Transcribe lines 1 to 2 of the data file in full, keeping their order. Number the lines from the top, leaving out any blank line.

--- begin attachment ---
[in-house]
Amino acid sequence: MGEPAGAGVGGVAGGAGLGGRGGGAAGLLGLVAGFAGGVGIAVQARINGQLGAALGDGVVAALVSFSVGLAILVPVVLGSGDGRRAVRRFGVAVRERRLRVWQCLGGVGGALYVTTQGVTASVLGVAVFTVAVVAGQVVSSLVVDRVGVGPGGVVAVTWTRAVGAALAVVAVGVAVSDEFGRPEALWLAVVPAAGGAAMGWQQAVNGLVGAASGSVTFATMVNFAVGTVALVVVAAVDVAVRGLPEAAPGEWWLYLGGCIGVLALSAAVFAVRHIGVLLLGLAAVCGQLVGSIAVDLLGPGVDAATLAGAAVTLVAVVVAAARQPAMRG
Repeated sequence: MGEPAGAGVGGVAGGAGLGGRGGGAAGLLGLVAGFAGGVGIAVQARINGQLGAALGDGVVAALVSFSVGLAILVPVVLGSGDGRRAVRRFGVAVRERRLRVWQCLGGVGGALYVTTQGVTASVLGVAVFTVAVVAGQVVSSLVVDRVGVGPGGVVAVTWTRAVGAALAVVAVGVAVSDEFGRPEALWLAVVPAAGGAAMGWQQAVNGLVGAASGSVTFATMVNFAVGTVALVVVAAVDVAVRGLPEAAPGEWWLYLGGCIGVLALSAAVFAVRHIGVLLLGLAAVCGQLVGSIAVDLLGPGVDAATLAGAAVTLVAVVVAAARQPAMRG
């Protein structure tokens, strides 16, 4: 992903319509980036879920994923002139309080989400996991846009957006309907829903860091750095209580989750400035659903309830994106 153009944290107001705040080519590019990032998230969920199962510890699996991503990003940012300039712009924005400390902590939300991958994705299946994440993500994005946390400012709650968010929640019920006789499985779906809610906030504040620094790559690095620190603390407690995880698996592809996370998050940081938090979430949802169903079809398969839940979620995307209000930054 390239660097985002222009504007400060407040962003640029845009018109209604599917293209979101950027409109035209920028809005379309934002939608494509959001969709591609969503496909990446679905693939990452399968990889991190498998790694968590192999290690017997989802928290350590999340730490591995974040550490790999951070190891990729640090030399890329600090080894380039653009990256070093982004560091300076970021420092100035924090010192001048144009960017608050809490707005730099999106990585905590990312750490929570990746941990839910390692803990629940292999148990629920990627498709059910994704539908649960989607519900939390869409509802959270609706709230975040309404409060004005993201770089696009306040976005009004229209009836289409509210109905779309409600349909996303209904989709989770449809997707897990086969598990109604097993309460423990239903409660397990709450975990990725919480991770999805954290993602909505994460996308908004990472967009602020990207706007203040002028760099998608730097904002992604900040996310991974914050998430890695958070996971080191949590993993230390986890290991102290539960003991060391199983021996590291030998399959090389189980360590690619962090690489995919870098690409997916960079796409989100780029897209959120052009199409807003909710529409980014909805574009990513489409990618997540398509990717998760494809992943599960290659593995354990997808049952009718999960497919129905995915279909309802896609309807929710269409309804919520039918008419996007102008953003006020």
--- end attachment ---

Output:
[in-house]
Amino acid sequence: MGEPAGAGVGGVAGGAGLGGRGGGAAGLLGLVAGFAGGVGIAVQARINGQLGAALGDGVVAALVSFSVGLAILVPVVLGSGDGRRAVRRFGVAVRERRLRVWQCLGGVGGALYVTTQGVTASVLGVAVFTVAVVAGQVVSSLVVDRVGVGPGGVVAVTWTRAVGAALAVVAVGVAVSDEFGRPEALWLAVVPAAGGAAMGWQQAVNGLVGAASGSVTFATMVNFAVGTVALVVVAAVDVAVRGLPEAAPGEWWLYLGGCIGVLALSAAVFAVRHIGVLLLGLAAVCGQLVGSIAVDLLGPGVDAATLAGAAVTLVAVVVAAARQPAMRG